The machines perplexed the human researchers because even when programmed to avoid markers such as breast density among Black women, they could still accurately determine patient race. However, efforts to program algorithms that would avoid discrimination could have an adverse effect and result in neglected diagnoses of minority groups.

“Our finding that AI can accurately predict self-reported race, even from corrupted, cropped, and noised medical images, often when clinical experts cannot, creates an enormous risk for all model deployments in medical imaging,” the authors of the Lancet study wrote. “Just as with human behavior, there’s not a simple solution to fixing bias in machine learning,” said the lead researcher, radiologist Judy W. Gichoya. As long as medical racism is in us, it will also be one of the ghosts in the machine. The self-improving algorithm will work as designed, if not necessarily as intended.

Scott Aaronson, a University of Texas computer scientist, observes that the problem we have faced for years isn’t a potential dystopian future but rather an awakened alien. He writes, “An alien has awoken,” signifying that this issue has already become a reality.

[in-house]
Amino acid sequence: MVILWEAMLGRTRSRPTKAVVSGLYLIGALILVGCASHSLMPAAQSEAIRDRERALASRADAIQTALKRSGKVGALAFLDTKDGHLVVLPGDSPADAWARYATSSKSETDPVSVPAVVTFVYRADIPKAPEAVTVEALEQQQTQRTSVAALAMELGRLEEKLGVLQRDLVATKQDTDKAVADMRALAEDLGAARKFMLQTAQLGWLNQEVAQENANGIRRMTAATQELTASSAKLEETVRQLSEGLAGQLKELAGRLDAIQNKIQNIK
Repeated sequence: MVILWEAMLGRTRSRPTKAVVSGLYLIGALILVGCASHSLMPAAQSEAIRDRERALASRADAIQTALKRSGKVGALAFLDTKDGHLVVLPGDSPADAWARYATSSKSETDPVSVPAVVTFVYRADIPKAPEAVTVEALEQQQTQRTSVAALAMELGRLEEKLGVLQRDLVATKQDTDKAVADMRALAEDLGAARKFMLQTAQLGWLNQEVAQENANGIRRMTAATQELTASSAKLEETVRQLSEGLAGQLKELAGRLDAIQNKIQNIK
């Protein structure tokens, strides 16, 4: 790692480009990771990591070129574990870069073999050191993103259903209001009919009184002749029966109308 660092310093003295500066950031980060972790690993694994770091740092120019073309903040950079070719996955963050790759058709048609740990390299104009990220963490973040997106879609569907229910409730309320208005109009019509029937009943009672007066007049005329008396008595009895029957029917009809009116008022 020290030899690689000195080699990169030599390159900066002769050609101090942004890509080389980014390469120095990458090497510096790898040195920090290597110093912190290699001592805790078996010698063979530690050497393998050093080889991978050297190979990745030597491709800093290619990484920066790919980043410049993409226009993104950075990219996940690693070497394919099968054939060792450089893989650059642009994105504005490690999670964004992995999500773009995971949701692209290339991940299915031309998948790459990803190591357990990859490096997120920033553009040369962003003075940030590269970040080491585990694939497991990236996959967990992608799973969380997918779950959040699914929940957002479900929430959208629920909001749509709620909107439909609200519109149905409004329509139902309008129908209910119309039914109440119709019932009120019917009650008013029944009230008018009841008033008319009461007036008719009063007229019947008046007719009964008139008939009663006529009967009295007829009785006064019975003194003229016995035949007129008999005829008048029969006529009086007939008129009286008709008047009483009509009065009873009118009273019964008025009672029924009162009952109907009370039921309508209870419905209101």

Admittedly, AI is like an ‘alien of our own fashionings,’ a golem, complete with all the words on the internet embodied in its spirit. This blog about quantum computing seeks to explore and discover its goals as a coherent self.

Of 11,004 US adults surveyed, a recent Pew study found that only 27 percent realize they interact with AI several times per day. In contrast, another 28 percent stated they do so once daily or several times weekly. Surprisingly, 44 percent believed they had no regular AI engagement.

Despite the widespread presence of AI-based technology such as Alexa and Siri, our poll has found that many people remain uncertain about what AI is and how much it has permeated our lives. Those same people have shown concern with references to AI – and rightly so.

While concern is expressed more than excitement on all levels of understanding, the impact of AI in daily life is a topic that Americans are paying attention to.

We can be concerned about already achieved AI developments, which are excluded from the program, and when AI will reach the concept of a “singularity.” This implies that artificial intelligence could one day surpass human intelligence, draining us humans of our control.

Many say that the moment when Artificial Intelligence surpasses human intelligence is drawing closer and looming large. I dread that it will happen not because AI has perfected itself but because of its capacity to mimic humans while they act transmutably wicked precisely.

Source: The Christian Century